According to a new audit, the School District of Manatee County improved its record-keeping after a visit from state investigators, who accused the district’s current superintendent, Cynthia Saunders, of inflating graduation rates between 2014 and 2016. Still, questions remain.
On Dec. 17, six days after the accusations surfaced and the school board delayed a vote on Saunders’ long-term contract, the board’s chairman made a request. Dave Miner asked Carr, Riggs and Ingram, the district’s internal auditor, to analyze student withdrawals and the related paperwork, said Susan Agruso, chair of the district’s volunteer Audit Committee.
When Saunders joined the school district as its executive director of secondary schools in 2013, she told administrators to code students as “withdrawn to home education” if they dropped out to pursue a GED, which inflated the district’s past graduation rates, according to a state report.
It was drafted by the Office of the Inspector General, a division of the Florida Department of Education, and it paraphrased an interview with Saunders, a deputy superintendent at the time. Saunders said she learned the process during her time in Marion County schools.
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“If we are not following the right guidelines, we will correct that,” the report states, quoting Saunders.
In December, Miner requested a follow-up from the district’s internal auditors, who then contacted the Audit Committee for authorization, Agruso said.
Carr, Riggs and Ingram spent approximately 90 hours collecting and analyzing documents throughout the county, visiting the Office of Student Assignment, the district’s high schools and Horizons Academy, which offers an alternative education program. On Thursday, they presented a draft report to the Audit Committee.
A “letter of intent” is required for students who leave a traditional campus to enter home school. The letter is signed by the student’s family, or by students who are at least 18 years old.
Auditors first reviewed seniors who were in graduation “cohorts” for the 2016-17 and 2017-18 school years, regardless of what year they withdrew to home school. The state DOE defines a cohort as “a group of students on the same schedule to graduate.”
Of the 369 students who withdrew in 2016-17, one had no letter of intent, and two were missing files in the student assignment office. Of the 349 students who withdrew to home school in 2017-18, one had no letter of intent, and another was missing his or her file, according to the audit.
Auditors then reviewed all K-12 students who withdrew to home school in the 2016-17 and 2017-18 school years. Out of 277 students who withdrew between the two years, a total of four were missing the signed letter of intent.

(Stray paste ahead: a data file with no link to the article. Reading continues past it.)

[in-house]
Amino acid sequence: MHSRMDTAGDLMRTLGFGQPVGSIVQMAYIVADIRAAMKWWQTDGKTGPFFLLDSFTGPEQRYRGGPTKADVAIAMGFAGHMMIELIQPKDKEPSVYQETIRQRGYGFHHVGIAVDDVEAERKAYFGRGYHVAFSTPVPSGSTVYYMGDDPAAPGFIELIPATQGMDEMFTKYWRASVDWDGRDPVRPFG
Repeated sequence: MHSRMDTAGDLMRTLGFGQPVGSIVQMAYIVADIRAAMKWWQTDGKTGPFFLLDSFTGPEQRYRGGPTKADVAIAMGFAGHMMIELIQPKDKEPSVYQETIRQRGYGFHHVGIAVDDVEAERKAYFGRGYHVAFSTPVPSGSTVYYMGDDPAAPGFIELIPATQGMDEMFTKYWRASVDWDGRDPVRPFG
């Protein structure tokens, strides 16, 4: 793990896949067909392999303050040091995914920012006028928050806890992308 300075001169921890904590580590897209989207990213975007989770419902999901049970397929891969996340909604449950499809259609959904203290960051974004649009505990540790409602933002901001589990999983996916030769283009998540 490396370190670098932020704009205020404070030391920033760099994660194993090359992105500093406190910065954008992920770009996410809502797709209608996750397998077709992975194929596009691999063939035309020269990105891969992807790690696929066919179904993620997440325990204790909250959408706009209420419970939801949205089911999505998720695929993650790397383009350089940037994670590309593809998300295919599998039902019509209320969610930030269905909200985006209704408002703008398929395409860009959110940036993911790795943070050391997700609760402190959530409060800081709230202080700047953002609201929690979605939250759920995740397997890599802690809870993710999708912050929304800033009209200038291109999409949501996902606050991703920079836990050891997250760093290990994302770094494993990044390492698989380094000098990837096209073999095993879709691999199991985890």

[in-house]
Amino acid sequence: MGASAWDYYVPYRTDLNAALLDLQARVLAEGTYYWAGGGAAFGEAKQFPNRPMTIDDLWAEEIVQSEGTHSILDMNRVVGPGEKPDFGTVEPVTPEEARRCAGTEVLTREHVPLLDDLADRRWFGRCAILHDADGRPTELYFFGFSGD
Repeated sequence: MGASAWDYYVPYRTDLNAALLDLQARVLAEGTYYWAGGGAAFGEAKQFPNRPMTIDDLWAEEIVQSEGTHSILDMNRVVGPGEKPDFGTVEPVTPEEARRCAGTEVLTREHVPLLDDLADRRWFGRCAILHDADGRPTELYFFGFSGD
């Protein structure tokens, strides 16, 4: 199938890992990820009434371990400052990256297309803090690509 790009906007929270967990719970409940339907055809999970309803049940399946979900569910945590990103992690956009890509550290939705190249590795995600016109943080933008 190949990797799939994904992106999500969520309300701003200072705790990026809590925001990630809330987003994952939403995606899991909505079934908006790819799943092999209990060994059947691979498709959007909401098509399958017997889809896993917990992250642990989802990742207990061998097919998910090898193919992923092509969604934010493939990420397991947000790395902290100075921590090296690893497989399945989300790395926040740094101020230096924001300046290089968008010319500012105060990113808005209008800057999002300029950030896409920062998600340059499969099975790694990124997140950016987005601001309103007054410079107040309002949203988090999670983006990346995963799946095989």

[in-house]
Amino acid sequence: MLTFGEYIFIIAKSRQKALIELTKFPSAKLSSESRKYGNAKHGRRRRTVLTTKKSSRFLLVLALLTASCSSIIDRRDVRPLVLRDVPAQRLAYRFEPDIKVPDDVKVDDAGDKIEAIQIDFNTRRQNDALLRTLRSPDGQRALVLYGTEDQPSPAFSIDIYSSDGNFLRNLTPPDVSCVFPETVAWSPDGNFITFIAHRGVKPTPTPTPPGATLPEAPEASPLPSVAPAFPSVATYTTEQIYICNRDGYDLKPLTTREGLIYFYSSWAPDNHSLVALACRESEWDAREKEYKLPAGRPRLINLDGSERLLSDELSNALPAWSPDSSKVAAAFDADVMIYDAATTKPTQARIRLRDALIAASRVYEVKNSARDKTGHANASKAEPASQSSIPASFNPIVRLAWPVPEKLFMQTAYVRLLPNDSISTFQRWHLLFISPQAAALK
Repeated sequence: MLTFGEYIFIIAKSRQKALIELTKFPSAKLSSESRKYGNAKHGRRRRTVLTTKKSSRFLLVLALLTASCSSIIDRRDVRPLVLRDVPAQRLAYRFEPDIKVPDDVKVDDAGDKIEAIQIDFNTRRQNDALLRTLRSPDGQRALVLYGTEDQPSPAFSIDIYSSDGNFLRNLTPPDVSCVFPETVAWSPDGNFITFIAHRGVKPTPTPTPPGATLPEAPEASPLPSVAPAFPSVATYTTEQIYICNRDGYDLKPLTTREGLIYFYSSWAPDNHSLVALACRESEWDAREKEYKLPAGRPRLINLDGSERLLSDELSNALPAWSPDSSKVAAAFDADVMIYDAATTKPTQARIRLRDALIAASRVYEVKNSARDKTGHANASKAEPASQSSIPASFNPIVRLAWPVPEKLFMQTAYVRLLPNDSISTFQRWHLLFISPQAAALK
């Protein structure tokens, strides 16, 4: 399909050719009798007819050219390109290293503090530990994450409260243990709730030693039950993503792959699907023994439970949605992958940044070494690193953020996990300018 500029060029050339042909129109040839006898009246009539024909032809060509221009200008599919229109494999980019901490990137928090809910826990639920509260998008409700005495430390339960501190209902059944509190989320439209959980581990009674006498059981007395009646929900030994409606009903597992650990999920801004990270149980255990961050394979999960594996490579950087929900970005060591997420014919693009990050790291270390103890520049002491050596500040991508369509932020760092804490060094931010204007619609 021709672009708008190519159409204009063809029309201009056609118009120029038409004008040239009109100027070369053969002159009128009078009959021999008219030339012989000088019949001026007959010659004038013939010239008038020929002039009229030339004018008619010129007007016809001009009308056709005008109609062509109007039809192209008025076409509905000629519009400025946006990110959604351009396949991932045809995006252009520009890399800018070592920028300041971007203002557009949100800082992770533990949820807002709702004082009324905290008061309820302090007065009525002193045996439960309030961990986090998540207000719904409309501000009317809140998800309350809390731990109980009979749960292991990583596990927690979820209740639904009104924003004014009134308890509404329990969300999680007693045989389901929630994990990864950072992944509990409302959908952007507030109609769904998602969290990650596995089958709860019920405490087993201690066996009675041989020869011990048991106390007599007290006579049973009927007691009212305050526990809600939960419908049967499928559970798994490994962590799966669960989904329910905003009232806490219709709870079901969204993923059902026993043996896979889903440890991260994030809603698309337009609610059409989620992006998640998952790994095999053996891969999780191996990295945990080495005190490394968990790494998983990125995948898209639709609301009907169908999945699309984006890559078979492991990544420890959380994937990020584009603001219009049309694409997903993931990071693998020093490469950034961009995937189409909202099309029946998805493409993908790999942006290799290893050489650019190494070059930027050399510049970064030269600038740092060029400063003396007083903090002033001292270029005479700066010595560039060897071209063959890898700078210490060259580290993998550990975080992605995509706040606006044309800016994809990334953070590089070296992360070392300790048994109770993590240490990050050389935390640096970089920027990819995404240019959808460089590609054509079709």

Byron Shinn is the partner-in-charge at Carr, Riggs and Ingram. Speaking at Thursday’s meeting, he said home-school documentation has improved over the last several years.
But past years were not included in the report, so the level of improvement is unclear.
“If you’re going to make a statement about how that compares, you really should have data there to do that,” Agruso said.
The auditors’ special project was solely focused on whether students had a signed letter of intent for home education. However, missing or incomplete documentation was only a portion of the state’s investigation.
“You have not followed up to see, were these kids really home-schooled?” said Mary Foreman, a member of the Audit Committee. “I don’t think this proves what you want it to prove.”
According to the state’s report, seniors who dropped out to pursue a GED were often coded as “withdrawn to home education,” with the letter of intent to match.
“They (students) should be encouraged to sign up for Home School, with the intent to take their GED,” the report states, referencing a 2016 email by the district’s senior report specialist, Paula Nigrelli. “You should try to have them complete the ‘Letter of Intent to Home Educate.’ ”
“Ms. Stinton stated that if a student wanted to get their GED, she would have a parent sign a letter of intent for home education,” the report continued, citing a registrar at Palmetto High School.
It seems investigators were more concerned with the improper labeling of GED and home-school students, which require different codes when reporting to the state. It’s unclear why students would have a letter of intent if they had no intention of home schooling, but it’s possible some were confused or uninformed.
“Mr. Lundeen stated that the parents probably did not fully understand what they were doing,” state investigators reported, citing an interview with the district’s student assignment supervisor.
“She stated that parents had complained to her that they felt they had to sign the home education form in order to withdraw their student, even though they had no intention to home school their student,” the report continued, referencing interviews with the choice program specialist, Alicia Carrillo.
After reviewing the audit report by Carr, Riggs and Ingram, the Audit Committee recommended a follow-up report. Agruso commended the auditors for their work, and she underscored the need for more information.
“The follow-up is, are they actually in home school?” Agruso said during the meeting.